In a ZD Net India article about corporate blogging guidelines, Tan Min-Liang, associate director at Singapore-based law firm Keystone Law, said that having blogging guidelines in place can help companies prevent potential lawsuits.
“The employee has corresponding rights to expression,” he said, “given (that he follows) proper guidelines as to what to disclose and what not to disclose.”
More than 70 percent of corporations have no corporate blogging guidelines, according to recent a white paper.
Intellectual property (IP) includes, among other things, the books that we read, the music that we listen to, and the products that improve our lives. Just as the law grants ownership rights over material possessions, such as a home or a bicycle, it similarly grants individuals legal rights over IP, including trademarks, copyrights, trade secrets, and patents. When a person creates something that is novel and unique, the law recognizes its value and grants the creator the respect and integrity of ownership for this IP.
IP may be stolen or misappropriated in many ways. A copyrighted work, such as computer software, may be illegally infringed by making and selling an unauthorized copy. A trademark may be infringed by selling a good with a counterfeit mark. A trade secret may be stolen from its owner and used to benefit a competitor. A patent may be infringed upon if someone makes, uses, or sells the patented invention without the patent owner’s permission.
The theft of IP has real-world consequences. Not only are they threats to businesses and the economy, but certain types of intellectual property crimes also endanger lives. As examples: the World Health Organization estimates counterfeit drugs account for eight to ten percent of all pharmaceuticals worldwide; and the Consumer Product Safety Commission reports counterfeit cell phone batteries caused fires and injuries across the United States, resulting in the recall of more than one million batteries.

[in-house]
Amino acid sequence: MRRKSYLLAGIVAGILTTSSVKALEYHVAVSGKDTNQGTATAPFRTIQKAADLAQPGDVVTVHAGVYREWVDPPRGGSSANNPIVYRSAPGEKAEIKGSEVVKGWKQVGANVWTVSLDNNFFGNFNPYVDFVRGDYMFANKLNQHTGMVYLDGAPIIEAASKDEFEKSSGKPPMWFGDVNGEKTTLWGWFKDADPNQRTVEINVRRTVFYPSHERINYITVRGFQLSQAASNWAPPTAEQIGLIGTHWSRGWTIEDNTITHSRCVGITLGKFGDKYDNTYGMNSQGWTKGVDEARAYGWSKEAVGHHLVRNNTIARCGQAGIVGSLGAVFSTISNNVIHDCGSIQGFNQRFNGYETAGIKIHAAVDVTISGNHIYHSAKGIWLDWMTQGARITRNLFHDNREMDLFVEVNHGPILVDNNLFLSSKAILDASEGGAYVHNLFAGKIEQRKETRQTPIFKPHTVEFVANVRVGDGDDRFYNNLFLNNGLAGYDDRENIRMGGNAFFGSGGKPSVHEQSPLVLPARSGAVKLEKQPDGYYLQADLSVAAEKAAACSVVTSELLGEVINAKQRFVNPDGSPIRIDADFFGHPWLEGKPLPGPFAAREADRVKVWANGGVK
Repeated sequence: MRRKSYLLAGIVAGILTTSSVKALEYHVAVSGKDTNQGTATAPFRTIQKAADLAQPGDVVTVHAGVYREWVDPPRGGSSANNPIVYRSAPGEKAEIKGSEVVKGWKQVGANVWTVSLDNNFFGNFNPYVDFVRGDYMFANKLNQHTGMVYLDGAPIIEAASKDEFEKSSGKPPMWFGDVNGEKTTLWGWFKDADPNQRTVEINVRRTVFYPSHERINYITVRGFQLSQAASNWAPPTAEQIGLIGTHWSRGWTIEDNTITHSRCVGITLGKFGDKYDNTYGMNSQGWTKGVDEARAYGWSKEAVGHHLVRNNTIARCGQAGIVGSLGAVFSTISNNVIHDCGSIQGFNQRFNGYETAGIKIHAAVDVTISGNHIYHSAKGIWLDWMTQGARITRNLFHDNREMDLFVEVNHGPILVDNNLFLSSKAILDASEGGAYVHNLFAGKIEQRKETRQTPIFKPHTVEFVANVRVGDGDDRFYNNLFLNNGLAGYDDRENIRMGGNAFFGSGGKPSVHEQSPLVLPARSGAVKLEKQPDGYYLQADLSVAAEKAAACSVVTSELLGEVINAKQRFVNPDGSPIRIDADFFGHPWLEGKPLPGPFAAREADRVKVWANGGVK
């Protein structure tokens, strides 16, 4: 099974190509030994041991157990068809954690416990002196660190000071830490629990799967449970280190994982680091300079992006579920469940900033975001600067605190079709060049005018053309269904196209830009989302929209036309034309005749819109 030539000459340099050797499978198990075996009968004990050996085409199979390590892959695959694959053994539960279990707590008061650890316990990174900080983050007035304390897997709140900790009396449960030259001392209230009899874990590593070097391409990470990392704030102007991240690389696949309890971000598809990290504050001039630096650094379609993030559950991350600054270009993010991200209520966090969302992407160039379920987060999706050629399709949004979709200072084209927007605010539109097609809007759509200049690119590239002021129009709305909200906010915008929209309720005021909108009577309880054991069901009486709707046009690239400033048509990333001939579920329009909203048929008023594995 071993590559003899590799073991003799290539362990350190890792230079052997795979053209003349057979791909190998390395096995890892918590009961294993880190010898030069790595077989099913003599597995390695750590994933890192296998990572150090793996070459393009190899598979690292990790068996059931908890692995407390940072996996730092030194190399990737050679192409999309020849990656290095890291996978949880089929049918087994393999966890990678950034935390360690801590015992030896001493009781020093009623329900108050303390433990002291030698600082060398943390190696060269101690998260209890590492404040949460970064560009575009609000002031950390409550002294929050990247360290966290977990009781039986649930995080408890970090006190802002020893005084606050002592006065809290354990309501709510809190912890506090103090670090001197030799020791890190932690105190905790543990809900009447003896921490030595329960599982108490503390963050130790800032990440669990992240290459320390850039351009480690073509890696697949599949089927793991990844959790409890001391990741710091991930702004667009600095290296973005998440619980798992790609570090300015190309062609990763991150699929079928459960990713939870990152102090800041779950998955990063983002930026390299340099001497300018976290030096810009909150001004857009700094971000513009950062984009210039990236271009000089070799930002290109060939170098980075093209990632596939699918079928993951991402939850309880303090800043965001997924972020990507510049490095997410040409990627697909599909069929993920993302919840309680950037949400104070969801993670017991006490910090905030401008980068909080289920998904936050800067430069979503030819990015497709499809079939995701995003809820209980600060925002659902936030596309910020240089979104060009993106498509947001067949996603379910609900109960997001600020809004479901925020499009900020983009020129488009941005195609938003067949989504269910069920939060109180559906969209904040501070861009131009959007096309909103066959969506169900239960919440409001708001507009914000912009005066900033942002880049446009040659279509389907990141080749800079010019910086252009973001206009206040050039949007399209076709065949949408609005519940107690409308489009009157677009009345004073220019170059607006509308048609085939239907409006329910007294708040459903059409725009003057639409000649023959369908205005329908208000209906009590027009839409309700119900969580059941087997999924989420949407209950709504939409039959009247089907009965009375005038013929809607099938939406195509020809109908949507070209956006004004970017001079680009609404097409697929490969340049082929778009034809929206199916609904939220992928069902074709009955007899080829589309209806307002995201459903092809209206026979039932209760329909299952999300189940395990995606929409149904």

Misusing copyrighted materials, stealing trade secrets, and counterfeiting trademarked products are crimes. And, just as IP has become more important to the U.S. economy, IP crime has become easier and the consequences more damaging.
Criminal counterfeiting and piracy cost U.S. companies an estimated $200 to $250 billion a year in lost revenues, according to the U.S. Chamber of Commerce. Moreover, as a direct result of counterfeit products and Internet theft of intellectual property, the American economy is losing hundreds of millions of dollars in tax revenues, wages, and investment dollars, as well as hundreds of thousands of jobs.
In response to this growing threat, on March 31, 2004, the Attorney General of the U.S. announced the creation of the Department of Justice’s (DOJ) Task Force on Intellectual Property. The Task Force was entrusted with an important mission: to examine all of the DOJ’s IP enforcement efforts and to explore methods for strengthening the protection of valuable intellectual resources. The findings of the Task Force were published in the DOJ document, Report of the Department of Justice’s Task Force on Intellectual Property.